“associated” companies, as defined in the Income Tax Act. In very general terms, two companies are associated if one controls the other,
or if both companies are controlled by the same
individual or group of individuals.
A key piece of the small business deduction is determining the company’s active business income carried on in Canada:
Canadian-controlled private corporation
(“CCPC”) is entitled to a deduction known
as the small business deduction. The deduction
from the company’s federal tax otherwise payable results in a low rate of tax on a company’s
first $200,000 of profit.
The small business deduction is equal to 16 per
cent of the least of the following amounts:
1. the company’s net income from an active business carried on in Canada;
2. the company’s taxable income (in excess of
certain deductions for foreign taxes paid); and
3. the company’s business limit.
• “Carried on in Canada” indicates that any active income from foreign operations will not
count in the calculation.
• “Active business income” has been defined to
mean income other than investment income or
personal services income.
The calculation takes into account the company’s actives business income as well as its taxable income. In this fashion, the deduction is
limited to the active business income portion of
the company’s taxable income.
For federal income tax purposes, a company’s business limit is $200,000. However, a
company must share its business limit with any
Personal services income is colloquially referred
to as the income earned by an incorporated employee. The exclusion of personal services income is intended to prevent highly paid executives from rerouting their income through a corporation in order to have a portion of their income subject to the low corporate tax rate. The
primary exceptions to the rule are situations
3
The small business deduction offers a
tremendous advantage for small businesses
operating in Canada. The government’s policy
objective is to encourage investment in
Canada, and by allowing some business
income to be taxed at a low rate, the business
can retain more of its earnings to finance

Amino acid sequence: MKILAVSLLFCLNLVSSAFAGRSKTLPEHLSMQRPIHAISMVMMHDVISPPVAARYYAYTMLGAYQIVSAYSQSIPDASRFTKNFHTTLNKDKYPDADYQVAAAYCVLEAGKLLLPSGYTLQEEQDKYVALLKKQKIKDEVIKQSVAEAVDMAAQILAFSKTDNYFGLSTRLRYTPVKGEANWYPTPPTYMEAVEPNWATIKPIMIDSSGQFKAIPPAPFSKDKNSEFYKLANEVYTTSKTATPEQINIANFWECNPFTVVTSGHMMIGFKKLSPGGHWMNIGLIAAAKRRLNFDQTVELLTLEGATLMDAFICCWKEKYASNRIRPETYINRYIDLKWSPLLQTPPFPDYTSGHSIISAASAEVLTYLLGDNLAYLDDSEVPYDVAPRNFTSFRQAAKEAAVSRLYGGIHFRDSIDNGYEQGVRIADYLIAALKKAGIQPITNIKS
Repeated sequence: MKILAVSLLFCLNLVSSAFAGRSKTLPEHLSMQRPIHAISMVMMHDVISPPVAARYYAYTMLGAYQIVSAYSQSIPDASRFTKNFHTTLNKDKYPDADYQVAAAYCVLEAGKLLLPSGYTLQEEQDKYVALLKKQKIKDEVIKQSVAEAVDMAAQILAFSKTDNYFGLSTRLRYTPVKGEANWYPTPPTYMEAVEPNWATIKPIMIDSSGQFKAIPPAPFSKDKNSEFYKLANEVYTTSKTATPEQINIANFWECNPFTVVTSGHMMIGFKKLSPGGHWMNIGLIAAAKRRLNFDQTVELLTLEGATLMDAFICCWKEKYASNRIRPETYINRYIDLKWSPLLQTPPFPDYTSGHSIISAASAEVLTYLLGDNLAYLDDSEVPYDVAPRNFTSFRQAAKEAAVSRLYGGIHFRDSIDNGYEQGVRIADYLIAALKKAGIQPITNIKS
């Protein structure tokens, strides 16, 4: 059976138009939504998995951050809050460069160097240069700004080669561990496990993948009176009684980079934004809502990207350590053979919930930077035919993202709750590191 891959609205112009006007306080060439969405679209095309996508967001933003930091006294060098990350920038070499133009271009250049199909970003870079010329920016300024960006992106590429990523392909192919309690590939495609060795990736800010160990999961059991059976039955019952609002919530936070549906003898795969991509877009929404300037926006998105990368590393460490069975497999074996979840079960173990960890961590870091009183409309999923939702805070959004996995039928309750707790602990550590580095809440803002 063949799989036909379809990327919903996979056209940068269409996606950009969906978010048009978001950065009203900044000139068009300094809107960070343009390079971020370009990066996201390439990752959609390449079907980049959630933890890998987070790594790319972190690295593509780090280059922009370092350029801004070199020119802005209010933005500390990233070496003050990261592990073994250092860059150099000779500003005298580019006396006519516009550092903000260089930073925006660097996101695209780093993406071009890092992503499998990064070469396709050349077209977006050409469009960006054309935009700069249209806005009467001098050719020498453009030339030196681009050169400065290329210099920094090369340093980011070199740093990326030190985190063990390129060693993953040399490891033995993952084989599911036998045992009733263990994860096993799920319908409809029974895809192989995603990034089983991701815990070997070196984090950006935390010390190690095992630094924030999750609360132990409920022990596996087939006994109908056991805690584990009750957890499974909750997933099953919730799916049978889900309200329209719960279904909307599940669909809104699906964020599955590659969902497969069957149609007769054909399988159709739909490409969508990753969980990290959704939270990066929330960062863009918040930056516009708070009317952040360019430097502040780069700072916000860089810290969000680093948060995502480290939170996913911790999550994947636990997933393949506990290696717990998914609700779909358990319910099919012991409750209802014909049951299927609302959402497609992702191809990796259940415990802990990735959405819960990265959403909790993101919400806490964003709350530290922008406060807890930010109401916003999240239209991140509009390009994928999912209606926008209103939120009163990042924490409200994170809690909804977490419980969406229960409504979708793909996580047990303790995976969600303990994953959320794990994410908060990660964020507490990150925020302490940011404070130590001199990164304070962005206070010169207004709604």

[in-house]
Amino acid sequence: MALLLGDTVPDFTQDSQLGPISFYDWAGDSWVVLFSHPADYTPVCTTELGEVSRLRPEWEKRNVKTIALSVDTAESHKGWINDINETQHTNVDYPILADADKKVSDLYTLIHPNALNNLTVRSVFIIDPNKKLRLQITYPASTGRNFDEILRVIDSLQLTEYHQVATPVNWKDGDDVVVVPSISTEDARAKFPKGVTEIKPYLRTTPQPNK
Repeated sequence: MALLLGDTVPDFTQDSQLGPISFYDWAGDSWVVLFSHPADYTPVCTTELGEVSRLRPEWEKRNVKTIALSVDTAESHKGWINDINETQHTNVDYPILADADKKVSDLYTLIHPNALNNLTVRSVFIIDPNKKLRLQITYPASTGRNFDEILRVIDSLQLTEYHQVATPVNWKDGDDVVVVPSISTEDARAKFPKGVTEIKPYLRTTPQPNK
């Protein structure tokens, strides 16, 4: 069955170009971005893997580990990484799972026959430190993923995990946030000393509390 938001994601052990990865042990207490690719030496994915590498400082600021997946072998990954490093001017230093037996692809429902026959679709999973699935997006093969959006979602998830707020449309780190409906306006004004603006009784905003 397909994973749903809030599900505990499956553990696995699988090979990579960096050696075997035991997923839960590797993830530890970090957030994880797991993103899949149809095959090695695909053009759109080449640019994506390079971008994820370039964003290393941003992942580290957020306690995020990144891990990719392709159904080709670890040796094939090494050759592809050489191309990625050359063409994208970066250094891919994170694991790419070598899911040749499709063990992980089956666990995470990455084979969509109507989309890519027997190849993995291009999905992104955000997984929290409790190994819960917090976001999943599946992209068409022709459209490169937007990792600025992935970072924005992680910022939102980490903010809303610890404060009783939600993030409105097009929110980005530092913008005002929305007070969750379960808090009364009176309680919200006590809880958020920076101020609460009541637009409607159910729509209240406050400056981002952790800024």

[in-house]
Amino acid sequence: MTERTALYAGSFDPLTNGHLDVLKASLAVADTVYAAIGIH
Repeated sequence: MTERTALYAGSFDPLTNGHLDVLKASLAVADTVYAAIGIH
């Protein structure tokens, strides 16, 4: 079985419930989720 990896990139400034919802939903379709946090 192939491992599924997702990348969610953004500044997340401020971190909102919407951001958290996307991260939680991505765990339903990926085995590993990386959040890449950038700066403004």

expansion.
Small CCPCs also benefit from an
acceleration of the seven per cent general
corporate rate reduction that is being phased
in from 2001 to 2004. The full seven per cent
reduction now applies to active business
income of between $200,000 and $300,000.
Finally, note that most provinces also
offer a lower tax rate on the first $200,000 (or
more) of the active business income of a
CCPC, thus compounding the benefits of the
federal small business deduction.
where there are more than five full-time employees, or where income passes between associated companies.
Some provinces now permit professionals
such as lawyers, accountants, and physicians to
incorporate. Unless the professional is already
an employee of an organization, the active income from the incorporated professional practice would qualify for the small business deduction. This result is not unexpected because a
professional practice is similar to a business
carried on by a sole proprietor or partnership,
which could incorporate.
The factors in the calculation of the small
business deduction would seem to indicate
that every business operating in Canada has
the advantage of a low rate of tax on the first
$200,000 of its income. To prevent large
corporations from accessing this deduction,
the business limit of $200,000 is reduced by a
formula that takes into account a tax on the
capital of large corporations. In this fashion,
large corporations are denied access to the
small business deduction.
I/R 7401.00
Contributors to this issue of Comment:
James W. Kraft, CA, CFP, CLU, CH.F.C. and Deborah Kraft, CFP, CLU, CH.F.C.
This commentary is published by the Canadian Association of Insurance and Financial
Advisors (CAIFA) in consultation with an editorial board comprised of recognized authorities in the fields of law, life insurance and estate administration.
The Canadian Association of Insurance and Financial Advisors (CAIFA) is a voluntary, notfor-profit professional association whose members, gathered in 50 chapters, are represented
in most major cities and towns across Canada.
The articles in Comment are not intended to provide legal, accounting or other advice in
individual circumstances. Seek professional assistance before acting upon information included in this publication.
® Registered trade-mark of Canadian Association of Insurance and Financial Advisors.
Published by:
Copyright 2002
Canadian Association of Insurance and Financial Advisors
350 Bloor Street East, 2nd Floor, Toronto ON M4W 3W8
P:(416) 444-5251 or 1-800-563-5822 • F:(416) 444-8031
www.caifa.com • [email protected]
ISSN 0382-7038
4